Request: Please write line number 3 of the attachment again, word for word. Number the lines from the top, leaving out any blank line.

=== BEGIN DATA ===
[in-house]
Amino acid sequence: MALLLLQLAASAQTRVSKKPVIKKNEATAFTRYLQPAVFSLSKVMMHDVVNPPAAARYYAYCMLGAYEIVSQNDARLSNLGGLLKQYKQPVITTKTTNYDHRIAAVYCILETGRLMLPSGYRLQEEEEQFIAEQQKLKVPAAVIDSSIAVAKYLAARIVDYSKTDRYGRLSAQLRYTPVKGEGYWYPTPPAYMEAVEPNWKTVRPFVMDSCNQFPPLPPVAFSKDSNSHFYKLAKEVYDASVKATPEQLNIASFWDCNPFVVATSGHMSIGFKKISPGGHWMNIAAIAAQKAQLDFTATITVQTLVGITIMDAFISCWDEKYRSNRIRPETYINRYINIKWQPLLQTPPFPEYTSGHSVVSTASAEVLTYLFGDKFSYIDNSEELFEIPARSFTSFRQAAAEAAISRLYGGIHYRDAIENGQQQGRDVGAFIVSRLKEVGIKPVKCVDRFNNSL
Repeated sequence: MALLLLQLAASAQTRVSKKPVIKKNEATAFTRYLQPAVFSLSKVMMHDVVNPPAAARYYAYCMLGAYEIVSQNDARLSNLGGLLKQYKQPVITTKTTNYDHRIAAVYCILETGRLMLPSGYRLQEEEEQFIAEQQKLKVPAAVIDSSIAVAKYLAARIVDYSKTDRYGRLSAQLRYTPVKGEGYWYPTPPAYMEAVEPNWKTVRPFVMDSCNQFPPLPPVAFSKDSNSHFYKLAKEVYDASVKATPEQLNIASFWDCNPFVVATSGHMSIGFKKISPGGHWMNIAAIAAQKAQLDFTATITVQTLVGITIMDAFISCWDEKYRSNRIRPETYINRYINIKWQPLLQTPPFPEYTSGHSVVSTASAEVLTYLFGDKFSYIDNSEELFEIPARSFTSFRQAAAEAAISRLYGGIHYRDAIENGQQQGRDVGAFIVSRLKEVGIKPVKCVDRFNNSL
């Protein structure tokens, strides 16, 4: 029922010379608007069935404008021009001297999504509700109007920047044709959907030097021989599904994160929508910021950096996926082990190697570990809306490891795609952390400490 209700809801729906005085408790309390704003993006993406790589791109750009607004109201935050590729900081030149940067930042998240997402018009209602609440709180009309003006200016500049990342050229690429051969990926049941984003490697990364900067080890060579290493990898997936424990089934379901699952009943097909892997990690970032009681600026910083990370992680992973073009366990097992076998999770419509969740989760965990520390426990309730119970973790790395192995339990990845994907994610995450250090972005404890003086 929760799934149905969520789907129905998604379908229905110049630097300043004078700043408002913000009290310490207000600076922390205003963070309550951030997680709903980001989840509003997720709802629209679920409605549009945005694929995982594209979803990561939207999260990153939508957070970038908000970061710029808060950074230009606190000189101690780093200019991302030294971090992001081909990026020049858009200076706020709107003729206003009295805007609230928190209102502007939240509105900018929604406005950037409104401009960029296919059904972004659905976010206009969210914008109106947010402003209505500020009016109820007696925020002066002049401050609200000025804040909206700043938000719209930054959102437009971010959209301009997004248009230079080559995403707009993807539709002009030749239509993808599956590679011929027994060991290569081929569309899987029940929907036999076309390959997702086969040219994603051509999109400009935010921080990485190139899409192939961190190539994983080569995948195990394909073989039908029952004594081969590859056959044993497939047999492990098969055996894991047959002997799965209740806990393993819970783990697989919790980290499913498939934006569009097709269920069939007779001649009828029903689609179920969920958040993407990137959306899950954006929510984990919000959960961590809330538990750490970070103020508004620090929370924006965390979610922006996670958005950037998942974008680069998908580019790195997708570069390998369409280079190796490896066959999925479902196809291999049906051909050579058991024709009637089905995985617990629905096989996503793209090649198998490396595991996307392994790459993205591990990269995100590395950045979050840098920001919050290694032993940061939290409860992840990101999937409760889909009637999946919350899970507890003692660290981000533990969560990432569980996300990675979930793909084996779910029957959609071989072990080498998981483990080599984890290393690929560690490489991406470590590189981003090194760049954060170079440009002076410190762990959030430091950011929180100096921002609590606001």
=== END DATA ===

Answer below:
Repeated sequence: MALLLLQLAASAQTRVSKKPVIKKNEATAFTRYLQPAVFSLSKVMMHDVVNPPAAARYYAYCMLGAYEIVSQNDARLSNLGGLLKQYKQPVITTKTTNYDHRIAAVYCILETGRLMLPSGYRLQEEEEQFIAEQQKLKVPAAVIDSSIAVAKYLAARIVDYSKTDRYGRLSAQLRYTPVKGEGYWYPTPPAYMEAVEPNWKTVRPFVMDSCNQFPPLPPVAFSKDSNSHFYKLAKEVYDASVKATPEQLNIASFWDCNPFVVATSGHMSIGFKKISPGGHWMNIAAIAAQKAQLDFTATITVQTLVGITIMDAFISCWDEKYRSNRIRPETYINRYINIKWQPLLQTPPFPEYTSGHSVVSTASAEVLTYLFGDKFSYIDNSEELFEIPARSFTSFRQAAAEAAISRLYGGIHYRDAIENGQQQGRDVGAFIVSRLKEVGIKPVKCVDRFNNSL